Title of Presentation

Characterizing the Muonium Impurity in Anatase TiO2

Date of Presentation


Name of Conference

National McNair Research Conference

Date of Conference


Location of Conference

Skokie, IL

Document Type

Conference Presentation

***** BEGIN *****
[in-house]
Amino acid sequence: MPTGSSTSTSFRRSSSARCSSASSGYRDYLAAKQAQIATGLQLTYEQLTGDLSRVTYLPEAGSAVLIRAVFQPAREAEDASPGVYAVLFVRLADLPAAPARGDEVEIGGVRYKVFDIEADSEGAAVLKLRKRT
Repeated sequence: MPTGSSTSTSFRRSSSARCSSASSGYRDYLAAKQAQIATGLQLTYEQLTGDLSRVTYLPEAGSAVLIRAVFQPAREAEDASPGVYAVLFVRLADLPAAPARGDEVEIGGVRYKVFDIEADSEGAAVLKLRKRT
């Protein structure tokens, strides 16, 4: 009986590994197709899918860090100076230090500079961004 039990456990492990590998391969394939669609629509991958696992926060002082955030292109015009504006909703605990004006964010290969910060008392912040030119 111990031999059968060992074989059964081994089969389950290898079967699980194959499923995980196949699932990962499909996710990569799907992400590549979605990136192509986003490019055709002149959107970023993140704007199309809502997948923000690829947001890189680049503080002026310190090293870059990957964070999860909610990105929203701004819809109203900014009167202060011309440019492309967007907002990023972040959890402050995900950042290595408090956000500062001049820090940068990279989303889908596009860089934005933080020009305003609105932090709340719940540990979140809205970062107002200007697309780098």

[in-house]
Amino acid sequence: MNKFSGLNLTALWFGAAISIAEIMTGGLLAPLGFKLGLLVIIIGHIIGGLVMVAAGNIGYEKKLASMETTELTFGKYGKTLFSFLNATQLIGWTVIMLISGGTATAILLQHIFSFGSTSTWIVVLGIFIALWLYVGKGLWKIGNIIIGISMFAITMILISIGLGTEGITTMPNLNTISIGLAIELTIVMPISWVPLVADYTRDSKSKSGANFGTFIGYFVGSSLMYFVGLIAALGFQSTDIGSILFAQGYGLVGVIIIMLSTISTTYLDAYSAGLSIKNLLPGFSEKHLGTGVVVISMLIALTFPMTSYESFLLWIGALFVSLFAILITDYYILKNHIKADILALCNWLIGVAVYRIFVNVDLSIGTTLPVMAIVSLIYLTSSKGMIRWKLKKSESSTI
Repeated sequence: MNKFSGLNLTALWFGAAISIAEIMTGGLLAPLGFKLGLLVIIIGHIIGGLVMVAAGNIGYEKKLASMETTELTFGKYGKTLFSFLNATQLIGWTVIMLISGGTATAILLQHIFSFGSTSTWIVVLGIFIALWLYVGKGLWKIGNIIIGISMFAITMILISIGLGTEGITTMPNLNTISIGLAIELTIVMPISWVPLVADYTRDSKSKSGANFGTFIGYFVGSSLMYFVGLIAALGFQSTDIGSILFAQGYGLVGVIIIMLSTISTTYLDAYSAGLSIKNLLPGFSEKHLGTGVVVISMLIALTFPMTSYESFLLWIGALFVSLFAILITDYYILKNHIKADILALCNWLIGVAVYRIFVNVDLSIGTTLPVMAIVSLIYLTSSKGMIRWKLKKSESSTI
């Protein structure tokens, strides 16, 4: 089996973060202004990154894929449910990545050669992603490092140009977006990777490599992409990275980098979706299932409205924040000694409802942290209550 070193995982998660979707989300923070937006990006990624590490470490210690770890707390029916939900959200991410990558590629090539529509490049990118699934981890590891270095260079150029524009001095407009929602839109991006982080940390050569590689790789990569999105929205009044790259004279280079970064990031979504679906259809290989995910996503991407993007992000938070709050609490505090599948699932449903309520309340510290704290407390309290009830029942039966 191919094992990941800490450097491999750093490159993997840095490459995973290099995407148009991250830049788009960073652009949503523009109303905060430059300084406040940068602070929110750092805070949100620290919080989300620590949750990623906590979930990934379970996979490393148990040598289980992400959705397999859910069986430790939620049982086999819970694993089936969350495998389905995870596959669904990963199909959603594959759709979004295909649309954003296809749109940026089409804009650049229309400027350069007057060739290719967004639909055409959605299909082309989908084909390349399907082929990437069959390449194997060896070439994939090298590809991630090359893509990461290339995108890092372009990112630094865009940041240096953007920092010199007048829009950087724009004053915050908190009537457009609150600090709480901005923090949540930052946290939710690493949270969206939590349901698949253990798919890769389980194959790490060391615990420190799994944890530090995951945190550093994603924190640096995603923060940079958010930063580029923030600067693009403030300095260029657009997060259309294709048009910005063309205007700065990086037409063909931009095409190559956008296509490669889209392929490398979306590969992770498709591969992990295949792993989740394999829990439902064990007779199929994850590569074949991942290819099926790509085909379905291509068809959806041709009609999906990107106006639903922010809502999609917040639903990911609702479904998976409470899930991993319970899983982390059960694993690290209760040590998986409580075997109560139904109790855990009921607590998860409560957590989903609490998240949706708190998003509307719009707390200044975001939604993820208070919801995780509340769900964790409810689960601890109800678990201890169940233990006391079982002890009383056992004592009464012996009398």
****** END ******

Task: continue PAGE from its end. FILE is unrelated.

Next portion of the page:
In this contribution, we introduce the Muon Spin Rotation, Relaxation and Resonance technique (MuSR) and discuss our current study focused on understanding the characteristics of Muonium–like states (as an analog to isolated Hydrogen) in Anatase Titanium Dioxide (TiO2). MuSR utilizes 100% spin polarized positive muons (charge +e; spin 1/2; mass 1/9 of proton), which upon being implanted in a material, precess in the local environment and decay with a positron emitted preferentially along the spin direction at the time of decay. The time evolution of the muon spin polarization is tracked as an ensemble of these decay events. The muon’s sensitivity to small magnetic field fluctuations and electronic interactions make it a great tool for studying the local environment in bulk materials. In some cases, the muon captures an electron after implantation to form Muonium (Mu): an experimentally accessible analog to an isolated Hydrogen impurity (H). Muonium is a factor of nine lighter than isolated H, but with nearly the same Bohr radius and ground state energy, it behaves very similarly to H. In rutile TiO2 specifically, Mu and H are both found with the same Oxygen bonding configurations and an identical electronic structure [R.C. Vilao, et al. PRB 92 (2015) 081202 ̃ (R)]. The Mu configuration and any associated dynamics (e.g.: charge state cycles, local motion and diffusion) in the similar anatase phase of TiO2 are the focus of this investigation. Understanding H impurities in these materials is important since H is a common and unavoidable impurity that has a very significant effect on the electrical and optical properties of TiO2 [see e.g.: Lavrov et al., Phys Rev B 93 (2016) 045204; Erdal et al., J Phys Chem C 114 (2010) 9139]. TiO2 is of particular interest due to its broad range of applications – some examples are gas–sensing systems, H storage, electrochromic devices and for photocatalysis [See e.g.: Chen et al., Chem Rev 107 (2007) 2891; Diebold, Suf Sci Rep 48 (2003) 53; Zhang et al. Phys Chem Chem Phys 16 (2014) 20382]. Contributing authors: P.W. Mengyan (NMU), R.L. Lichti (Texas Tech University), J.S. Lord (Rutherford Appleton Lab, UK).

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